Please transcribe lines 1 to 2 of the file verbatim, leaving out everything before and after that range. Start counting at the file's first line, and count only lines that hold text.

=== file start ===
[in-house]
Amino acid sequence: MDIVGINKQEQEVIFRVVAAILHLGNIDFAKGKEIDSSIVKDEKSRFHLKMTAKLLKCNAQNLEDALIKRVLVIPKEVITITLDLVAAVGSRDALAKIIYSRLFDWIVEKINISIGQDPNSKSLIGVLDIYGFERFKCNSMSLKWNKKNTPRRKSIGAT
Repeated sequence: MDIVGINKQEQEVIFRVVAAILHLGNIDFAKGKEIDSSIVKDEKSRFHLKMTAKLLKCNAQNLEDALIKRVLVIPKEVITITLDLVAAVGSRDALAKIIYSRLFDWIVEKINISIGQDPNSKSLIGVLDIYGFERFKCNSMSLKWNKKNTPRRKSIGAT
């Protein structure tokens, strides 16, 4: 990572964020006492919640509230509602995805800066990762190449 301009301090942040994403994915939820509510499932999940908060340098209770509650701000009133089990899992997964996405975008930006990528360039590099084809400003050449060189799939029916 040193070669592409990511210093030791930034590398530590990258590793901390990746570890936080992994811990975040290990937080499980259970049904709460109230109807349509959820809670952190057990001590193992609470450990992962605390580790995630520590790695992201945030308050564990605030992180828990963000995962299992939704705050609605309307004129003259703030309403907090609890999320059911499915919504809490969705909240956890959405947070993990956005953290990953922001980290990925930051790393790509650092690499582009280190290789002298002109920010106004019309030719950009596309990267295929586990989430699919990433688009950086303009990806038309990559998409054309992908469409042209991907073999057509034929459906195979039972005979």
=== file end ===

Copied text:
[in-house]
Amino acid sequence: MDIVGINKQEQEVIFRVVAAILHLGNIDFAKGKEIDSSIVKDEKSRFHLKMTAKLLKCNAQNLEDALIKRVLVIPKEVITITLDLVAAVGSRDALAKIIYSRLFDWIVEKINISIGQDPNSKSLIGVLDIYGFERFKCNSMSLKWNKKNTPRRKSIGAT